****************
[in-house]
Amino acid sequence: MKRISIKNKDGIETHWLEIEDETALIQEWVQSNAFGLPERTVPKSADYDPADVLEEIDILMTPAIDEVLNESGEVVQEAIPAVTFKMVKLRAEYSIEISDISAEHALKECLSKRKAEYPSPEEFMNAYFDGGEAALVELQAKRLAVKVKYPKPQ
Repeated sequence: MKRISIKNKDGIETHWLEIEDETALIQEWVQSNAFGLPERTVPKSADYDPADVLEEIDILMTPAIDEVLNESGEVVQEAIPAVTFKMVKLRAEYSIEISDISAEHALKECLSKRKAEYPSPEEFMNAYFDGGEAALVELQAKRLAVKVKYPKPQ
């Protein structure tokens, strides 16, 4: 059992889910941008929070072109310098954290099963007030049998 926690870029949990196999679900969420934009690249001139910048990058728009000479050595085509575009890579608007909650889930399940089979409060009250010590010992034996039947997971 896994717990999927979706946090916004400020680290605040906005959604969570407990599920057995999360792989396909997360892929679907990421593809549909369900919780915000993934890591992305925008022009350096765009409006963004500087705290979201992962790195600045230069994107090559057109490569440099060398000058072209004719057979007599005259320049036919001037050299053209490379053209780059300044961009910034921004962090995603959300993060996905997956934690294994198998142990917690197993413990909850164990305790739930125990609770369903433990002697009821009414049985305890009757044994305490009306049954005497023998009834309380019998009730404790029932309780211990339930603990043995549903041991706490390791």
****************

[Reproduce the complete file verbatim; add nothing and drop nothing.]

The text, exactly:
[in-house]
Amino acid sequence: MKRISIKNKDGIETHWLEIEDETALIQEWVQSNAFGLPERTVPKSADYDPADVLEEIDILMTPAIDEVLNESGEVVQEAIPAVTFKMVKLRAEYSIEISDISAEHALKECLSKRKAEYPSPEEFMNAYFDGGEAALVELQAKRLAVKVKYPKPQ
Repeated sequence: MKRISIKNKDGIETHWLEIEDETALIQEWVQSNAFGLPERTVPKSADYDPADVLEEIDILMTPAIDEVLNESGEVVQEAIPAVTFKMVKLRAEYSIEISDISAEHALKECLSKRKAEYPSPEEFMNAYFDGGEAALVELQAKRLAVKVKYPKPQ
């Protein structure tokens, strides 16, 4: 059992889910941008929070072109310098954290099963007030049998 926690870029949990196999679900969420934009690249001139910048990058728009000479050595085509575009890579608007909650889930399940089979409060009250010590010992034996039947997971 896994717990999927979706946090916004400020680290605040906005959604969570407990599920057995999360792989396909997360892929679907990421593809549909369900919780915000993934890591992305925008022009350096765009409006963004500087705290979201992962790195600045230069994107090559057109490569440099060398000058072209004719057979007599005259320049036919001037050299053209490379053209780059300044961009910034921004962090995603959300993060996905997956934690294994198998142990917690197993413990909850164990305790739930125990609770369903433990002697009821009414049985305890009757044994305490009306049954005497023998009834309380019998009730404790029932309780211990339930603990043995549903041991706490390791």